Even a big garden plot is just a conglomeration of contiguous patches. Having the patches separated allows easy access for planting, weeding and hopefully harvesting.
    It was 85° here yesterday. I stayed outside until after midnight. This morning it is chilly and breezy. It’s almost 1:00 PM and I ain’t been out of the house yet.

  • Reply
    March 22, 2017 at 11:49 am

    All those raised beds look so nice around the Greenhouse. That’s a lot of work, but so rewarding after it’s all done. Anyway, when it’s layed out and planned carefully, you can have everything a big garden has. Nice views. …Ken

  • Reply
    Eva Nell Mull Wike, PhD
    March 22, 2017 at 9:26 am

    OH TIPPER! Your post this morning just made me more eager to get out and get to digging! “UNFORTUNATELY” I have to go to a lovely luncheon with a BUNCH OF LADIES who all graduated from Oliver Springs HIGH SCHOOL – just minutes from where I live! You could not find a finer group of friends – if you looked all over the State.
    My only ‘claim to fame’ with these fine ladies is THAT I WAS ONCE A PHYSICS TEACHER AT THEIR WONDERFUL OLIVER SPRINGS HIGH SCHOOL – long after they had graduated! But once in a while they ‘allow’ me to join them for lunch, and it is one of my favorite ‘social events’ ever!
    Eva Nell

  • Reply
    March 22, 2017 at 9:23 am

    Good morning, Tipper and Gang! As a child in a large family, we had a huge garden – it seemed like acres of maters and taters alone! Now, at almost 60 years of age, all I can reasonably manage is a small plot of vegetables and marigolds to keep the bugs away. I can grow enough to feed me and several of my neighbors, so that is fine by me.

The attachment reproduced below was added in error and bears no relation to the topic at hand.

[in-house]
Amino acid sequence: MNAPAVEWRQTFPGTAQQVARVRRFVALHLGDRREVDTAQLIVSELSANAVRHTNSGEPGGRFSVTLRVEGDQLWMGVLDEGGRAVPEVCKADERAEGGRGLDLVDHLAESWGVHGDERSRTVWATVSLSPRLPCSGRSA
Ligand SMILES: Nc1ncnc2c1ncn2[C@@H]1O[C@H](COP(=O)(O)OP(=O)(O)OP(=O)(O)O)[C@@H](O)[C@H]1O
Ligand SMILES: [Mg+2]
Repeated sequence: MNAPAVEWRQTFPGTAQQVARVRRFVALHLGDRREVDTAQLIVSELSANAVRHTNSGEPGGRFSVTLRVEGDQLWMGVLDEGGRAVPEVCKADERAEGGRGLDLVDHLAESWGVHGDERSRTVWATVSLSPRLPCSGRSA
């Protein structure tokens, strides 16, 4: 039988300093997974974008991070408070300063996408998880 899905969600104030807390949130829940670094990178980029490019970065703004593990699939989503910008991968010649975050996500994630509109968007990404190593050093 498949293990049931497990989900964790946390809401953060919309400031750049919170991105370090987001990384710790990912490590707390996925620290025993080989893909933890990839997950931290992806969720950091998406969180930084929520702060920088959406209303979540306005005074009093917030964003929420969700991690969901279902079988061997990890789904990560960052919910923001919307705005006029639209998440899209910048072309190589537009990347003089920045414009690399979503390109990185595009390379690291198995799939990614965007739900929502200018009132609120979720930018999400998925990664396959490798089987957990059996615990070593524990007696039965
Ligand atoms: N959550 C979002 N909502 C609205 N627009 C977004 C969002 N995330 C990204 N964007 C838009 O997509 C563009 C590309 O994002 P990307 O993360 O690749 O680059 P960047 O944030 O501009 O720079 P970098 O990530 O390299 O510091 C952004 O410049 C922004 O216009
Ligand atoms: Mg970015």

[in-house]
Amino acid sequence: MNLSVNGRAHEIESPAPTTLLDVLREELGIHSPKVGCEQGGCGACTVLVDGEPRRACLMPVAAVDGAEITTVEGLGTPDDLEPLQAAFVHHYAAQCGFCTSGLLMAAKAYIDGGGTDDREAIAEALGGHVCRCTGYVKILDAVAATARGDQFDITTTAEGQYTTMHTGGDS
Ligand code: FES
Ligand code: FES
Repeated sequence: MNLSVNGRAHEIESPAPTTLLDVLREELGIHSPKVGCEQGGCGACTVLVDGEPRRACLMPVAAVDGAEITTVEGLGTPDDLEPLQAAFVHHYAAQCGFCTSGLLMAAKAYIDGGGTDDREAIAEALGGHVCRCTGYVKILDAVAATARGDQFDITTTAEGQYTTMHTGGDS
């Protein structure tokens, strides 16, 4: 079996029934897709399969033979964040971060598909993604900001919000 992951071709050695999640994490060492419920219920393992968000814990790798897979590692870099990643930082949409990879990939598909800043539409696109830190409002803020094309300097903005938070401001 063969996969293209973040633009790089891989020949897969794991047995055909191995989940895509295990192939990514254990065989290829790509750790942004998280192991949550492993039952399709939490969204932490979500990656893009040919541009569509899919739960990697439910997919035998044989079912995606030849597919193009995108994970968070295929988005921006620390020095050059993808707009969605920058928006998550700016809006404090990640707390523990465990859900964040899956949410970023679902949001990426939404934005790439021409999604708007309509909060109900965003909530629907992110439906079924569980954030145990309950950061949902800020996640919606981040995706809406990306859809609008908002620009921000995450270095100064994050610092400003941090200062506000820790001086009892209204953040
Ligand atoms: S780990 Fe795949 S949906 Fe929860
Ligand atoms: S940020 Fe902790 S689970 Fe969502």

Much love from the riverbank in Marshall!

  • Reply
    March 22, 2017 at 9:18 am

    I am going to start a straw bale garden at my new home. As the bales decompose it will turn into raised bed gardens for next year. An economical way to start a garden 🙂

  • Reply
    March 22, 2017 at 9:02 am

    What a great idea! This is a more affordable way to do the same kind of gardening my parents did when I was growing up.

  • Reply
    Ron Stephens
    March 22, 2017 at 8:21 am

    You did it again. I don’t recall the last time I heard ‘patch’ but it is like putting on a pair of my old faded jeans. Makes me think to of a ‘patch’ quilt and the patches I wore on my knees as a kid because, as Grandma said, I would “tear up ironworks”.
    I got my garden patch limed, fertilized and dug in before the wild thunderstorms last night. I wish I could order seeds through your link but I have root knot nematode in the garden and have to hunt for resistant varieties of plants. For the most part, they are not easy to find or seemingly don’t exist.

  • Reply
    Jim Casada
    March 22, 2017 at 8:08 am

    Tipper–The photo is a perfect example of one meaning of the word patchwork. As for building up or expanding patches year after year, Daddy did that with his main garden patch for some six decades. I can’t conceive of how many hundreds of bushels of leaves (mostly from massive white oaks nearby) went into that soil, along with ashes and a lot of other things, but the end result was fertile, easily tillable soil that goes deep enough to bury a tiller. Don continues Daddy’s approach and the little patch is still amazingly productive. Maybe he’ll share a photo of his Jack in the Beanstalk beans (actually Nantahala runner beans courtesy of Ken Roper) running to the top of canes to the point where you couldn’t even reach them on a step ladder.
    Jim Casada

  • Reply
    Miss Cindy
    March 22, 2017 at 8:00 am

    Tip, I’ve been amazed at how much you grow in those kitchen garden patches of yours. You feed your family, can tomatoes, and still have enough to share with me. That is also the best place for sunlight.
    I’ll be there for the singing. It’s within walking distance from my house.